Third Sunday of Easter, Year B, April 19, 2015; The Rev. Pamela L. Werntz
Acts 3:12-19 You Israelites… 1 John 3:1-7 We should be called children of God and that is what we are. Luke 24:36b-48 And the psalms must be fulfilled.
O God of hope, grant us the wisdom, the strength and the courage to seek always and everywhere after truth, come when it may, and cost what it will.
You probably know that the Gospel of John, for all of its beautiful love poetry and prose, is notoriously anti-Jewish or anti-Judean in its rhetoric about the death and resurrection of Jesus, written as if it were Jews and not Romans who were the threat to Jesus. In the Gospel of John is codified one side of a late first century argument about ways to move forward socially, politically and theologically in the precarious time after the destruction of Jerusalem by the Romans. The writer of John places anti-Jewish words anachronistically in the mouths of Jesus and his friends who were, of course, all Jewish. Continue reading →
First Sunday after Christmas B, December 28, 2014; The Rev. Pamela L. Werntz
Isaiah 61:10-62:3 For Zion’s sake I will not keep silent, and for Jerusalem’s sake, I will not rest. Galatians 4:4-7 So that we might receive adoption as children. Luke 2:22:40 The child grew and became strong, filled with wisdom; and the favor of God was upon him.
O God with us, Emmanuel, grant us the strength, the wisdom and the courage to seek always and everywhere after truth, come when it may, and cost what it will.
This Gospel portion that I just read is only told in the Gospel of Luke. It follows immediately after the verse which says, “After eight days had passed, it was time to circumcise the child, and he was called Jesus, the name given by the angel before he was conceived in the womb. If it had been a little less chaotic at Emmanuel Church in the weeks leading up to Christmas, I might have remembered to expand our Gospel reading in your bulletins to include this verse, because of the reference to Jesus’ naming ceremony. Only Luke tells anything about Jesus before he reached later adulthood. So I wonder, what is it that Luke wanted to demonstrate with these stories of Jesus’ infancy and boyhood?
I think the first is that Jesus was a real human, according to Luke. He was born to human parents, with a genealogy that went back to Adam — earthling (who Luke calls the Son of God). The Good News of Jesus Christ in Luke is that God anointed a human being to fully embody God’s intention of freedom and right-relationship for God’s people. Jesus increased in wisdom as he increased in years. According to Luke, Jesus didn’t land on earth knowing it all. Jesus learned as he went. According to Luke, Jesus was fully, really human. Continue reading →
The Third Sunday of Advent, 3B, December 14, 2014; The Rev. Pamela L. Werntz
Isaiah 66:1-4, 8-11 To give them a garland instead of ashes. 1 Thessalonians 5:16-24 Rejoice always, pray without ceasing. John 1:6-8, 19-28 This took place in Bethany across the Jordan where John was baptizing.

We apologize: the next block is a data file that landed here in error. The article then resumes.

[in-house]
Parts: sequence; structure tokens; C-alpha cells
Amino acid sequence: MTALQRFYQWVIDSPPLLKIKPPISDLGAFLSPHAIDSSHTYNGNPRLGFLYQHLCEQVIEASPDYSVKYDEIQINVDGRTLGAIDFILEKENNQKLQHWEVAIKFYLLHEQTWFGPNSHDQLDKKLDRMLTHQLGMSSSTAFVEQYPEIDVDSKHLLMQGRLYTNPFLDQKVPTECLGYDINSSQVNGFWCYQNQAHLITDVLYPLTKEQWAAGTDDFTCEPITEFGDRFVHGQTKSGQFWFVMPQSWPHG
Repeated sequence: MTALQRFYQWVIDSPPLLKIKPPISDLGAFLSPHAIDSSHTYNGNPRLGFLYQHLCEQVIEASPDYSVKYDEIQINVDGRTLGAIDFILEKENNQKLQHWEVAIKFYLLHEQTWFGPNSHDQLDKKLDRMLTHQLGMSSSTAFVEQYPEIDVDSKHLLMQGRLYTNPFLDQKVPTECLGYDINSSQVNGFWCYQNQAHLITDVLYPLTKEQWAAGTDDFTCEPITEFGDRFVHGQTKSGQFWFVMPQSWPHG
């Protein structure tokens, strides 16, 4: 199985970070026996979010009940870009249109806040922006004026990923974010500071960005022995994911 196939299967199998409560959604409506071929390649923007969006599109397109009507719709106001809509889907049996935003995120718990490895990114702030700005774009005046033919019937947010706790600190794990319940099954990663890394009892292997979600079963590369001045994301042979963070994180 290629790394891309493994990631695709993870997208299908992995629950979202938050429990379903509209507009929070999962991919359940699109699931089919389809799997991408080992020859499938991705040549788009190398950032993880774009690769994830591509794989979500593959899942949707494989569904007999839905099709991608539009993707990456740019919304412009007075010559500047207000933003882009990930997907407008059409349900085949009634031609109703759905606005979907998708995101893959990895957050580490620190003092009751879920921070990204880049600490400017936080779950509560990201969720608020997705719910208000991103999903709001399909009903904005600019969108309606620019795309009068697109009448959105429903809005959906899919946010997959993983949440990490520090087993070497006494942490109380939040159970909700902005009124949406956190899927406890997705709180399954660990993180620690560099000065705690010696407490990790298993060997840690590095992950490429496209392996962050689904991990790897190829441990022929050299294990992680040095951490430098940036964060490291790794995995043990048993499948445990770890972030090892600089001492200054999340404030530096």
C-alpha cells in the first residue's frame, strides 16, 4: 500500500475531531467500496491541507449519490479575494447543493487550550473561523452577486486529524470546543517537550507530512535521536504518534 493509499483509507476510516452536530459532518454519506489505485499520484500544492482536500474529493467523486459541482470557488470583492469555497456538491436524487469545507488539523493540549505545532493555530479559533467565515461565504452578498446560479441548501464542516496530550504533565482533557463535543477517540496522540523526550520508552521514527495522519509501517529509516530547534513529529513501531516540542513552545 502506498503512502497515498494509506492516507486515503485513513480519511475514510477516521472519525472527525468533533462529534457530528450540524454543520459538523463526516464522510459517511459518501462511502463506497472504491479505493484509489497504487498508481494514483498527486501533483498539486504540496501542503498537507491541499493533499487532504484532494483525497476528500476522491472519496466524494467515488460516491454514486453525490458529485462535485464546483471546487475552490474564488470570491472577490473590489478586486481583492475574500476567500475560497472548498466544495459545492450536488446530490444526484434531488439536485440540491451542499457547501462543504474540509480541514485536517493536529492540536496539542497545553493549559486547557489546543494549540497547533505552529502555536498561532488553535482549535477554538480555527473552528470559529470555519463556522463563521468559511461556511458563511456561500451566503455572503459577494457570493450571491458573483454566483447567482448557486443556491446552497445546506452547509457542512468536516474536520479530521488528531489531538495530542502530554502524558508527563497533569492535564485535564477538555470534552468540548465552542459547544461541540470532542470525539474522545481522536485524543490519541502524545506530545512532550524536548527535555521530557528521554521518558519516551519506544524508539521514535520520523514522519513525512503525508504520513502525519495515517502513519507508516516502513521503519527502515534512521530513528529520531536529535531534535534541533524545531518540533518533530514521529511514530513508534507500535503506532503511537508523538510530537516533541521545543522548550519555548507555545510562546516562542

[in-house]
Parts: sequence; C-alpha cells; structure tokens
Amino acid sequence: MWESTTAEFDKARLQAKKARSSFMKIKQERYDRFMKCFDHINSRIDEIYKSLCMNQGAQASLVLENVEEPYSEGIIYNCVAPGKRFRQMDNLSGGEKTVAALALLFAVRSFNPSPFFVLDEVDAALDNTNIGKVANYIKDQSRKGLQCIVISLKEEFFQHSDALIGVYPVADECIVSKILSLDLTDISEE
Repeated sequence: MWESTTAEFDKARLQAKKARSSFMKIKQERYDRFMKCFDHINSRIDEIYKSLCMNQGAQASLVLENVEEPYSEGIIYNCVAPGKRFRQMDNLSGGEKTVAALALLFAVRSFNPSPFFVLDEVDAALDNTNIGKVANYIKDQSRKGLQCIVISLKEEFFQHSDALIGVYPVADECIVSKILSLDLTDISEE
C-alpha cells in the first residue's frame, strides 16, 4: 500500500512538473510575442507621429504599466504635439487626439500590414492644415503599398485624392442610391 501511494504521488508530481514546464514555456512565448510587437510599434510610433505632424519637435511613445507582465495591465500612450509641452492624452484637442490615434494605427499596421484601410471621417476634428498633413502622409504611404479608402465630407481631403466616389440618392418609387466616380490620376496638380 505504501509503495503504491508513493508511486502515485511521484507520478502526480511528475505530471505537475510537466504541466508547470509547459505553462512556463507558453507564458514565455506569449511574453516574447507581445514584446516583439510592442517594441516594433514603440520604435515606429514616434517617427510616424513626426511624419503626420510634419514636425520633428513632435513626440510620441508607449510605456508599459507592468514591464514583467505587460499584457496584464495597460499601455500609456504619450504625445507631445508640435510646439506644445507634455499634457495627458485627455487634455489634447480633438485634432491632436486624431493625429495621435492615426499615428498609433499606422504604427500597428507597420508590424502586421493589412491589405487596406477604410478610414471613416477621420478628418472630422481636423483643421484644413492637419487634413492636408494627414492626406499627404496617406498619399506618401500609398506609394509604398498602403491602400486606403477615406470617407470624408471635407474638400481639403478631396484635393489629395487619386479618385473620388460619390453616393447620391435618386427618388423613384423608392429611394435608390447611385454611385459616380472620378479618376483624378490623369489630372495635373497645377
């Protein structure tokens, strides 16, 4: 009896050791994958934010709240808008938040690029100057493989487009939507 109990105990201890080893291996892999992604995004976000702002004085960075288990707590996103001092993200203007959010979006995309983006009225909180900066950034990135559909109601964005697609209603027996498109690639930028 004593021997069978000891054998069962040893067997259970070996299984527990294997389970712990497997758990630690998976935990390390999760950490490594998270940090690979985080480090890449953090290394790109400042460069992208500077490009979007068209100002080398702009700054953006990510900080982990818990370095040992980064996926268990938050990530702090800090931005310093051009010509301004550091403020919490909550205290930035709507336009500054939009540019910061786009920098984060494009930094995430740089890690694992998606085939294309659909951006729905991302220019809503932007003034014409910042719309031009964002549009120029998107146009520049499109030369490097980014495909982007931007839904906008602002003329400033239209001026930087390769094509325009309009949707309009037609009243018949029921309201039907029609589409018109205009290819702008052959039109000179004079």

O God of hope, may we have the wisdom, the strength, and the courage to seek always and everywhere after truth – come when it may and cost what it will.
One of the benefits of sharing sanctuary and programs and families and friendships with a synagogue is that we are regularly called out of theological complacency when it comes to our Christian scripture and Church tradition’s references to Jews – or Levites, or priests from Jerusalem, or high priests, or Sadducees, or scribes, or Pharisees. I changed the word Jews in our Gospel lesson to Judeans by way of putting a speed bump in our path, not because Judeans is necessarily the best translation of “Judaios” here, but because I want us all to slow down a little bit when we listen to this reading. John the Evangelist (that is, John, the Gospel writer) begins his version of the story of Jesus with tension between “the Jews” and Jesus in a way that the other three Gospel writers do not. For John the Evangelist, the tension started before Jesus even appeared on the scene. It’s not exactly clear to scholars who John means when he writes, “Judaios.” He’s certainly not talking about all Jews or all Judeans even at the time, since Jesus and his followers were all Jewish. He may be contrasting Judeans and Galileans – but most likely he’s writing about some of Jerusalem’s religious authorities. He clearly has an ax to grind that the other Gospel writers do not have. The Gospel of John uses the term “Judaios” some sixty-four times compared with six in the Gospel of Mark, five in Matthew, and three in Luke. It seems that John, who was writing in the last first century, is caught up in a late first century conflict that he is applying retroactively to the first part of the first century. I wonder if John is using the word the way some of us refer to “the police,” or “the military,” or “the government,” when we are angry or despairing in the midst of struggle. I don’t know John’s intent, but I do know that we cannot let it slide. Continue reading →